by Tommy H. Thomason

Wednesday, September 30, 2015

Modeling the Bell XFL-1 Airabonita

The Bell XFL-1 Airabonita was a one-off prototype based on Bell's P-39 that competed with the Vought XF4U-1 and the Grumman XF5F-1 following the U.S. Navy's 1938 carrier-based fighter competition.

It looks like it would be a colorful and straightforward conversion of the P-39, kits of which are available in every popular scale from 1/144 to 1/32. In fact, several have been done and documented in articles in modeling magazines. However, most—if not all—fall short of representing the actual XFL-1 configuration. Unfortunately, most of the structure, particularly the canopy, was different in detail from the P-39. Not even the 1/72 XFL-1 kits that are available are accurate, since they have the P-39 wing planform, which was somewhat different in taper and span.

(Note that the XFL-1 wing root is also closer to the fuselage centerline than the P-39's.)

 For example, this is what it takes to convert a P-39 wing to an XFL-1 wing:

Another, more notable difference was the canopy and door, since over-the-nose visibility was critical for a carrier-based airplane.

All this and more is contained in my XFL-1 monograph, available from Steve Ginter:

In addition to most of the photographs extant of the XFL-1, there are illustrations of the configuration changes during development like the empennage. Since the Navy specifically included the XFL-1 in the competition to evaluate the performance benefit of the new 1,000-hp Allison liquid-cooled engine,  it includes a summary of the history of aero-engine development, comparing and contrasting the benefits and shortcomings of the liquid-cooled versus air-cooled engine. It also places the XFL-1 in the context of the Navy's rapid transition to monoplanes and new requirements like armor and self-sealing fuel tanks.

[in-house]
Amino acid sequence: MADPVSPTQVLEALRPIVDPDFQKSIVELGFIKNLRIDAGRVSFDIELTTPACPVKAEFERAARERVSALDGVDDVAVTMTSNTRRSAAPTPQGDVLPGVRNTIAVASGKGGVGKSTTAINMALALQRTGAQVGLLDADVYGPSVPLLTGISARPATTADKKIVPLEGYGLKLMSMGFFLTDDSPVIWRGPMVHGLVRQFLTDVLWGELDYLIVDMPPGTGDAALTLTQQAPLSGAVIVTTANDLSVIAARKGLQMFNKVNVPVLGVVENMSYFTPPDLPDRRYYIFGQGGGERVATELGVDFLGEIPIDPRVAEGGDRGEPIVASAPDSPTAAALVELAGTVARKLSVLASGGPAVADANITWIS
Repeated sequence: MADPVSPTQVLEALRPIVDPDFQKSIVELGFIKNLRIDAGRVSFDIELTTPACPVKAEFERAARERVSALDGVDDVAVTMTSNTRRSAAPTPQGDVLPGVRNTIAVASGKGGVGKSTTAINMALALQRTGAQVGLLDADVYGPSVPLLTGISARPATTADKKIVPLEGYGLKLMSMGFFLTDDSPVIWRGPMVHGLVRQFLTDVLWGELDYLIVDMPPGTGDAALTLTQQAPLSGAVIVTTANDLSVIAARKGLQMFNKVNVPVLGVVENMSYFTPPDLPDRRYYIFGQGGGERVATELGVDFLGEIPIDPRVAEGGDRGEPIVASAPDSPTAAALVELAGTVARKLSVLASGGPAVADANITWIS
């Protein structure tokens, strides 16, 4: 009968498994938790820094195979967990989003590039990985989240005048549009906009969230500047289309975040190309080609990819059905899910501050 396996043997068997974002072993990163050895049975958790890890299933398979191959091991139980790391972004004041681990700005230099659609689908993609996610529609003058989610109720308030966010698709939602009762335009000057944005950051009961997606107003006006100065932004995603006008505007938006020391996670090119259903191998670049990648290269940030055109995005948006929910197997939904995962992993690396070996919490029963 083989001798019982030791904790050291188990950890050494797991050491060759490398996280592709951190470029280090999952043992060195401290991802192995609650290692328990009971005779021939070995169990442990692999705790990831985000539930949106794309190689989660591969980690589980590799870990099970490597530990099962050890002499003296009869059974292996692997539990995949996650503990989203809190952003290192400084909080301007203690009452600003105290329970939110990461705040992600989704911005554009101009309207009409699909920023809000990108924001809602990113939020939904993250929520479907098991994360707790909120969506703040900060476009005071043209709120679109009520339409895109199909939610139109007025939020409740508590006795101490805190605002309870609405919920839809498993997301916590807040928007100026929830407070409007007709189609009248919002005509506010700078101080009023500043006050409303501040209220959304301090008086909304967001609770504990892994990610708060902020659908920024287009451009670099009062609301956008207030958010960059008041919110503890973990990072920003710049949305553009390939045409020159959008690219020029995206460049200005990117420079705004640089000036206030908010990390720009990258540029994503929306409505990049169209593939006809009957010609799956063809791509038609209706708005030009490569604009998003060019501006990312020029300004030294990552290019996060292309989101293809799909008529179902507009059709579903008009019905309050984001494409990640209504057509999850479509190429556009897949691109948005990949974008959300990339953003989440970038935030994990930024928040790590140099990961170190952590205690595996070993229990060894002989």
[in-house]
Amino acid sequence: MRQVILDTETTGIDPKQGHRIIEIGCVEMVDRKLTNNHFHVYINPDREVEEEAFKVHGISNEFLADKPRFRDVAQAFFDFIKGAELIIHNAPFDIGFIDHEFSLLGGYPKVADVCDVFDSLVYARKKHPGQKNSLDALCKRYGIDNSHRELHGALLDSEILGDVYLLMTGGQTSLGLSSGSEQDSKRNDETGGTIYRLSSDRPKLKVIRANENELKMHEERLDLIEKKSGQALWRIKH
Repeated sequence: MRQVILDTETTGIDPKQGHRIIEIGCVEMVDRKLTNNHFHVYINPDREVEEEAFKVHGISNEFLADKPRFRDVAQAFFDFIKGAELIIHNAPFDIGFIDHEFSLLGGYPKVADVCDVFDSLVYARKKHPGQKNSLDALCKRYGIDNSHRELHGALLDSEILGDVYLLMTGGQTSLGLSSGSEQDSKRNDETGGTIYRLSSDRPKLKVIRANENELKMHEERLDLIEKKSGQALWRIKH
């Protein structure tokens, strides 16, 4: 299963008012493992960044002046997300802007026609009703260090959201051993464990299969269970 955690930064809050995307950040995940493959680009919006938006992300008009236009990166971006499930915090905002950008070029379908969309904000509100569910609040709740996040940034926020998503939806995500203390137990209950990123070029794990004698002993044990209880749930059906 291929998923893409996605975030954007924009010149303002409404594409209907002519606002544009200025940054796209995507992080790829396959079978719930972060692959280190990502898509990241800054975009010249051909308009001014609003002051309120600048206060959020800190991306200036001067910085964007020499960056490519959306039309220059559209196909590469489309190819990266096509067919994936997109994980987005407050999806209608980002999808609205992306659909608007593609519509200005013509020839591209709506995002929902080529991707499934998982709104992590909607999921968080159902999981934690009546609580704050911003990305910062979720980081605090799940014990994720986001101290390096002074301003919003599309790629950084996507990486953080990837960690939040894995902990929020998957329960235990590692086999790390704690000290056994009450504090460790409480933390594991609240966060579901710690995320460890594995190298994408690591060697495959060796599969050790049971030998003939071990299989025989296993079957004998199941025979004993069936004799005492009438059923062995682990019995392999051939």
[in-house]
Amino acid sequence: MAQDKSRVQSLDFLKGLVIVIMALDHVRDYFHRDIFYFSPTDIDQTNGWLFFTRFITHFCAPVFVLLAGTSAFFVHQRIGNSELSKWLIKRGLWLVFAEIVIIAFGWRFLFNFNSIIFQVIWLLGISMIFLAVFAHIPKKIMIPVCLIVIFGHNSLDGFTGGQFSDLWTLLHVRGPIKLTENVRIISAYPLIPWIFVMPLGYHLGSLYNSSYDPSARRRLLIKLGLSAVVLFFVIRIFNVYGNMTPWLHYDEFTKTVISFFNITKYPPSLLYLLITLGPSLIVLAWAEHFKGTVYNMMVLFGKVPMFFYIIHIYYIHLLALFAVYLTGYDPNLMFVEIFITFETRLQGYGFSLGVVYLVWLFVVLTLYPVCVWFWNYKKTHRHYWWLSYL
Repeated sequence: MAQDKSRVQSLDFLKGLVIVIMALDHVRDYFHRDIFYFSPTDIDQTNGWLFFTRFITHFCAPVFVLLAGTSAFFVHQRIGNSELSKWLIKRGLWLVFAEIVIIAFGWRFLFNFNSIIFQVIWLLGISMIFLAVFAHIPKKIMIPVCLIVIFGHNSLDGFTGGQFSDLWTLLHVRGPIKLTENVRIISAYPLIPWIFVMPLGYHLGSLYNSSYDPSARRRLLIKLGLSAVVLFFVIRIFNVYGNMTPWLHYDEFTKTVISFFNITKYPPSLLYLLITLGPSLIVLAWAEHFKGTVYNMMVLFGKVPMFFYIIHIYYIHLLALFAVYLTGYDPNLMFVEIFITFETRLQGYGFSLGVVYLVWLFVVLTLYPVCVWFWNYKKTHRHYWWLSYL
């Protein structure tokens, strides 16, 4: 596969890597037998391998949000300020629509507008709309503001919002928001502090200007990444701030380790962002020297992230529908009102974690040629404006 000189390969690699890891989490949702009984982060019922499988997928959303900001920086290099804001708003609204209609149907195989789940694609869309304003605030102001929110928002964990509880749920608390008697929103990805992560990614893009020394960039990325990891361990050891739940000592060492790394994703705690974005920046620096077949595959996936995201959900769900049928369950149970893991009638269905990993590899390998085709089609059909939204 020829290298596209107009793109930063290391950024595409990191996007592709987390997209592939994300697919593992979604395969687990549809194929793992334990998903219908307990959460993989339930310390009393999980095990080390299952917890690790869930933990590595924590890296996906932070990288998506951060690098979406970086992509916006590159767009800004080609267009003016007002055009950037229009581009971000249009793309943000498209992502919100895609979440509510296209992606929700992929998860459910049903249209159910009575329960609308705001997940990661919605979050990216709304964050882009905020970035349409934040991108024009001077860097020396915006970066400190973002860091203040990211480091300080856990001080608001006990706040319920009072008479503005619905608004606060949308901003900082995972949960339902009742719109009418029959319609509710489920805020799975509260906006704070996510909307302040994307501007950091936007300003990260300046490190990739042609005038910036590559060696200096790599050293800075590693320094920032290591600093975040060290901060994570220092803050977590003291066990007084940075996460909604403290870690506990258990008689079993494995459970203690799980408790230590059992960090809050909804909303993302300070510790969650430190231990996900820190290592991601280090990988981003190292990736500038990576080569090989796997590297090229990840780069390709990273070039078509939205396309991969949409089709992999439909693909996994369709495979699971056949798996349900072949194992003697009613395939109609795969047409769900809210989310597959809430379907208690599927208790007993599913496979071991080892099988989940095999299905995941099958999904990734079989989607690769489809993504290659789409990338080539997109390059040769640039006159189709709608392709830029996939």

Even if you don't need a model of an XFL-1, the monograph provides interesting background on aero engine and Navy airplane development between the World Wars.

1 comment:

  1. The XFL may have lost to the F4U, but it shows that Bell could make a Cobra with a tailwheel for a short take-0ff, and carry fuel for a longer combat radius. Just these 2 flaws made the P-39 a logistical headache. The larger wing addressed the Cobra's stall-turn handling, and spin was damped a bit by the taller tail. If only it kept the turbo of the XP-39! It was a Navy fighter. If it was free of the Army's rationing of turbos on their own fighters except P-38s, the XFL should have developed the B5 turbo with rare tungsten for reliability. So, without guns it had a top speed in 1940 of only 336 mph at 10,000' and 307 mph at s.l. Climb to 20,000' took 9.2 minutes - about the same as the faster P-39D with guns. At least the XFL had a supercharger like the P-39s. The P-400 Cobra didn't. So it took 15 minutes to climb 20,000'. The Cobra could have been better due to the Bell XFL fighter.